U.S. livestock: CME live cattle sag as funds roll positions

Chicago | Reuters — Chicago Mercantile Exchange live cattle futures on Friday drew pressure from funds that sold, or “rolled,” June positions into back months before similar moves lasting five days beginning on Monday, said traders.

Continued uneasiness about burdensome supplies ahead further deterred futures buyers, they said.

There may be some concern about a “tsunami of cattle,” said CHS Hedging analyst Steve Wagner. But reduced cattle weights suggest feedlots are marketing cattle earlier than planned, which could mitigate larger supplies possibly around June or July, he said.

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June live cattle closed 0.475 cent/lb. lower at 106.05 (all figures US$). August ended down 0.45 cent at 105.075 cents.

This week packers paid $123-$128/cwt for market-ready, or cash, cattle that a week ago brought $118-$126.50 last week.

Much-improved wholesale beef demand and historically high packer profits were incentives for processors to compete for cattle, said traders and analysts.

Investors look ahead to next week’s cash cattle trade against the backdrop of tight near-term supplies and ramped up retail meat purchases in preparation for the U.S. Memorial Day holiday grilling demand.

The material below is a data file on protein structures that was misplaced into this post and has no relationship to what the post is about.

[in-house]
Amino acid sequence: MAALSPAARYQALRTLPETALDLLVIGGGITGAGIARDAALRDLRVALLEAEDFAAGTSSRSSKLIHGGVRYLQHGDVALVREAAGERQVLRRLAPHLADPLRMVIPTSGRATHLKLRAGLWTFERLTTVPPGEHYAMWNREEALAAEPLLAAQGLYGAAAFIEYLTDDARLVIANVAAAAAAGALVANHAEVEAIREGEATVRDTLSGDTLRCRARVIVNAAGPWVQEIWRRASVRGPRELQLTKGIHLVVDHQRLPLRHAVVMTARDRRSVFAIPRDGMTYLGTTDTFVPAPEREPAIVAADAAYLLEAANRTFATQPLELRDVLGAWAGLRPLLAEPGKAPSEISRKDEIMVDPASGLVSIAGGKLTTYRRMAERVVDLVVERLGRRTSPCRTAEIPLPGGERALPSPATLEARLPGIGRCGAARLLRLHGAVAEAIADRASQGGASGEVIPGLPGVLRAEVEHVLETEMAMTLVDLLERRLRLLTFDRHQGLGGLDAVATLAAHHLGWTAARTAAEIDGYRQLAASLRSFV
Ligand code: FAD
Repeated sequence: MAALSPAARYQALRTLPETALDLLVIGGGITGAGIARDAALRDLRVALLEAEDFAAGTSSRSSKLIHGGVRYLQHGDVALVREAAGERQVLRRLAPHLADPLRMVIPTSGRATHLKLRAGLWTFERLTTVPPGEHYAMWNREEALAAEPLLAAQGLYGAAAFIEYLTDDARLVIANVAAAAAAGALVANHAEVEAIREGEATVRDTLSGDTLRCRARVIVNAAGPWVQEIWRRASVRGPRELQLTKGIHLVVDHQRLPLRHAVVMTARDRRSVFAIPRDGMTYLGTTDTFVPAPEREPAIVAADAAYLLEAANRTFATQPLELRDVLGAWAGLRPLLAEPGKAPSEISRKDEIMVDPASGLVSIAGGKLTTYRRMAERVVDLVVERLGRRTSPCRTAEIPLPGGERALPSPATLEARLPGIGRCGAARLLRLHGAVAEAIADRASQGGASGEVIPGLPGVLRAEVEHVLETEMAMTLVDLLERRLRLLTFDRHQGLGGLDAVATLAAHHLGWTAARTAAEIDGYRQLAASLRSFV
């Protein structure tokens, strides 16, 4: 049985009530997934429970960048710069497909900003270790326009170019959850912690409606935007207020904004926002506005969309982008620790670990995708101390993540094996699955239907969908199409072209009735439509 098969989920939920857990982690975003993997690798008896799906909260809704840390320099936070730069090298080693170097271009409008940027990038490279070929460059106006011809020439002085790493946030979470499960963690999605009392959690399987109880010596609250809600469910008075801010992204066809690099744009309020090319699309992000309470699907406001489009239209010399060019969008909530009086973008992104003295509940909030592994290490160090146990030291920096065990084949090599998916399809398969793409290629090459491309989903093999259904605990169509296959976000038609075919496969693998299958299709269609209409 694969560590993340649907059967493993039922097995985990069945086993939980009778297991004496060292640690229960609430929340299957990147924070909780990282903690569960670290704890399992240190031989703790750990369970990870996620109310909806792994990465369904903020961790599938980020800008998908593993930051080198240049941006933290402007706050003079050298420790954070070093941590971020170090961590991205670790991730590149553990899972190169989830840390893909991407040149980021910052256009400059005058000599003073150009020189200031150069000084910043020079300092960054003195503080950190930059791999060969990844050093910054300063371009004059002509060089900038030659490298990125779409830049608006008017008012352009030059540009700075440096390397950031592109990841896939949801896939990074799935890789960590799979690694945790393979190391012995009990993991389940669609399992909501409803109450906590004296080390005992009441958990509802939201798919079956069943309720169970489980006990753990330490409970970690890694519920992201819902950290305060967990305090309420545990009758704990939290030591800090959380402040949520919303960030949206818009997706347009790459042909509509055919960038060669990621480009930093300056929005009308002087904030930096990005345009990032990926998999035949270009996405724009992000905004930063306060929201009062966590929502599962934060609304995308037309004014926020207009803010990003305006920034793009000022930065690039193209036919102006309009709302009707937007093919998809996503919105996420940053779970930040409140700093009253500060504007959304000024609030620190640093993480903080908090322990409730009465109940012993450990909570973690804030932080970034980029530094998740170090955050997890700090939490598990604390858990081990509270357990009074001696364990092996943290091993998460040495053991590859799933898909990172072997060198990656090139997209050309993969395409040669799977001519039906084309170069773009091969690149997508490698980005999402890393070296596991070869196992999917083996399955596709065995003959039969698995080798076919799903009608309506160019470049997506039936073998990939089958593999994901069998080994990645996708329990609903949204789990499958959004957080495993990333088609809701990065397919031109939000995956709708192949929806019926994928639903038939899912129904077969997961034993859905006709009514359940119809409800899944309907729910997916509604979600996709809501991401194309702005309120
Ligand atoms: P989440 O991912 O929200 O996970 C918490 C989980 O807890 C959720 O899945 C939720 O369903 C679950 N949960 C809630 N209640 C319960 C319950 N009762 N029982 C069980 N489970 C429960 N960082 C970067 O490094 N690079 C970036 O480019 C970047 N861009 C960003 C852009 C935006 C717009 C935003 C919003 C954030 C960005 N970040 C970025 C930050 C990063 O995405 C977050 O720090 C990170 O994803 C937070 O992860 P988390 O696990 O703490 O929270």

On Friday, the U.S. Department of Agriculture’s (USDA) monthly meat export data showed March U.S. beef exports totaled 260.6 million lbs., up 15.4 per cent from February and up 11.4 per cent from a year ago.

Weaker CME live cattle futures undercut the exchange’s feeder cattle contract.

May closed 0.4 cents/lb. lower at 140.4 cents.

Hogs close steady/mixed

CME lean hog futures finished flat to mixed, with support from firmer cash and wholesale pork prices, said traders.

But futures’ premiums to the exchange’s hog index for May 2 at 62.93 cents, and pork demand uncertainty through the rest of this year, pressured some contracts, they said.

May closed unchanged at 67.075 cents/lb. Most actively traded June ended up 0.025 cent at 73.525 cents, and July closed down 0.1 cent at 75.575.

Some packers raised bids for hogs for next week’s production, while others competed less for supplies to preserve their margins, said analysts and traders.

Grocers may be buying pork and chicken as price-competitive options to beef.

“Wholesale beef prices continue to move higher making pork the better alternative,” said Wagner.

Friday’s USDA export data put March’s pork total at 538.1 million lbs., up 9.6 per cent from the prior month and up 2.7 per cent from a year earlier.

— Reporting for Reuters by Theopolis Waters in Chicago.

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